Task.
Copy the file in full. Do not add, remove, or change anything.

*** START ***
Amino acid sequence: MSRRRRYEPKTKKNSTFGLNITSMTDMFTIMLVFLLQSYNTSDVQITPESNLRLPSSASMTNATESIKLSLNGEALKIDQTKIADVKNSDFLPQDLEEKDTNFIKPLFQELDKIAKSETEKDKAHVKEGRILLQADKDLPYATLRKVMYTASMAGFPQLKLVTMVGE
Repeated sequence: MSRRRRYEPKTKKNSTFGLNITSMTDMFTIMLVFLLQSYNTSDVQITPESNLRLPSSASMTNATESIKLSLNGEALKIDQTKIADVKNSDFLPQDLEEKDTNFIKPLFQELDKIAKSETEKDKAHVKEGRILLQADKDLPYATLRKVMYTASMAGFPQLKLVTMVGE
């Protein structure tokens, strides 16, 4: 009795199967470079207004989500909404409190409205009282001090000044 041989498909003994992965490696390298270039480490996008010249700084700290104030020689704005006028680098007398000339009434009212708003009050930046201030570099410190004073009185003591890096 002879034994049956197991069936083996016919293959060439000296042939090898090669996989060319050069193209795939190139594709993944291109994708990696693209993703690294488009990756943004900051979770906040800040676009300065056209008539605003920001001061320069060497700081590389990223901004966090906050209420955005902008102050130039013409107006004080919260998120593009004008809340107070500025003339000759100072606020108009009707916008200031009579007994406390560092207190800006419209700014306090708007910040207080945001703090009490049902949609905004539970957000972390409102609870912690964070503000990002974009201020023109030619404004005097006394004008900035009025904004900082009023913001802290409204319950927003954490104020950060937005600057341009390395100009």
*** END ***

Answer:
Amino acid sequence: MSRRRRYEPKTKKNSTFGLNITSMTDMFTIMLVFLLQSYNTSDVQITPESNLRLPSSASMTNATESIKLSLNGEALKIDQTKIADVKNSDFLPQDLEEKDTNFIKPLFQELDKIAKSETEKDKAHVKEGRILLQADKDLPYATLRKVMYTASMAGFPQLKLVTMVGE
Repeated sequence: MSRRRRYEPKTKKNSTFGLNITSMTDMFTIMLVFLLQSYNTSDVQITPESNLRLPSSASMTNATESIKLSLNGEALKIDQTKIADVKNSDFLPQDLEEKDTNFIKPLFQELDKIAKSETEKDKAHVKEGRILLQADKDLPYATLRKVMYTASMAGFPQLKLVTMVGE
């Protein structure tokens, strides 16, 4: 009795199967470079207004989500909404409190409205009282001090000044 041989498909003994992965490696390298270039480490996008010249700084700290104030020689704005006028680098007398000339009434009212708003009050930046201030570099410190004073009185003591890096 002879034994049956197991069936083996016919293959060439000296042939090898090669996989060319050069193209795939190139594709993944291109994708990696693209993703690294488009990756943004900051979770906040800040676009300065056209008539605003920001001061320069060497700081590389990223901004966090906050209420955005902008102050130039013409107006004080919260998120593009004008809340107070500025003339000759100072606020108009009707916008200031009579007994406390560092207190800006419209700014306090708007910040207080945001703090009490049902949609905004539970957000972390409102609870912690964070503000990002974009201020023109030619404004005097006394004008900035009025904004900082009023913001802290409204319950927003954490104020950060937005600057341009390395100009």